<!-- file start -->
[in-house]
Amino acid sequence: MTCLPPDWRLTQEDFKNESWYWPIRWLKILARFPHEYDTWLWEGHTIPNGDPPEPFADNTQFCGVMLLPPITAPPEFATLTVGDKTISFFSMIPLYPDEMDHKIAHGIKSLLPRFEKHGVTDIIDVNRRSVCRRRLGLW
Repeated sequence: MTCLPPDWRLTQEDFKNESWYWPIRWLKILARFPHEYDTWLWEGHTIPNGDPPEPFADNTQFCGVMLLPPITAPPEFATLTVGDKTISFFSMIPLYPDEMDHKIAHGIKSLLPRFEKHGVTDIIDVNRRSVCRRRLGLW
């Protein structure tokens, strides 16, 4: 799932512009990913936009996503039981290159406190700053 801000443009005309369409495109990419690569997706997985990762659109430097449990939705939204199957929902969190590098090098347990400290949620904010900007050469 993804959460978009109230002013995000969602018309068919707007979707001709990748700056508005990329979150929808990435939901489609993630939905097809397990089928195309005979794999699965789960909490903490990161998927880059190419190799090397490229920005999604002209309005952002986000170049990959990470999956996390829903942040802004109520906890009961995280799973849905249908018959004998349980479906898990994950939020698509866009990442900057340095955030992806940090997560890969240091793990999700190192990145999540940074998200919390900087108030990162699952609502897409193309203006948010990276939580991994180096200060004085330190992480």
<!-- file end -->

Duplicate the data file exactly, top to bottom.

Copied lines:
[in-house]
Amino acid sequence: MTCLPPDWRLTQEDFKNESWYWPIRWLKILARFPHEYDTWLWEGHTIPNGDPPEPFADNTQFCGVMLLPPITAPPEFATLTVGDKTISFFSMIPLYPDEMDHKIAHGIKSLLPRFEKHGVTDIIDVNRRSVCRRRLGLW
Repeated sequence: MTCLPPDWRLTQEDFKNESWYWPIRWLKILARFPHEYDTWLWEGHTIPNGDPPEPFADNTQFCGVMLLPPITAPPEFATLTVGDKTISFFSMIPLYPDEMDHKIAHGIKSLLPRFEKHGVTDIIDVNRRSVCRRRLGLW
């Protein structure tokens, strides 16, 4: 799932512009990913936009996503039981290159406190700053 801000443009005309369409495109990419690569997706997985990762659109430097449990939705939204199957929902969190590098090098347990400290949620904010900007050469 993804959460978009109230002013995000969602018309068919707007979707001709990748700056508005990329979150929808990435939901489609993630939905097809397990089928195309005979794999699965789960909490903490990161998927880059190419190799090397490229920005999604002209309005952002986000170049990959990470999956996390829903942040802004109520906890009961995280799973849905249908018959004998349980479906898990994950939020698509866009990442900057340095955030992806940090997560890969240091793990999700190192990145999540940074998200919390900087108030990162699952609502897409193309203006948010990276939580991994180096200060004085330190992480």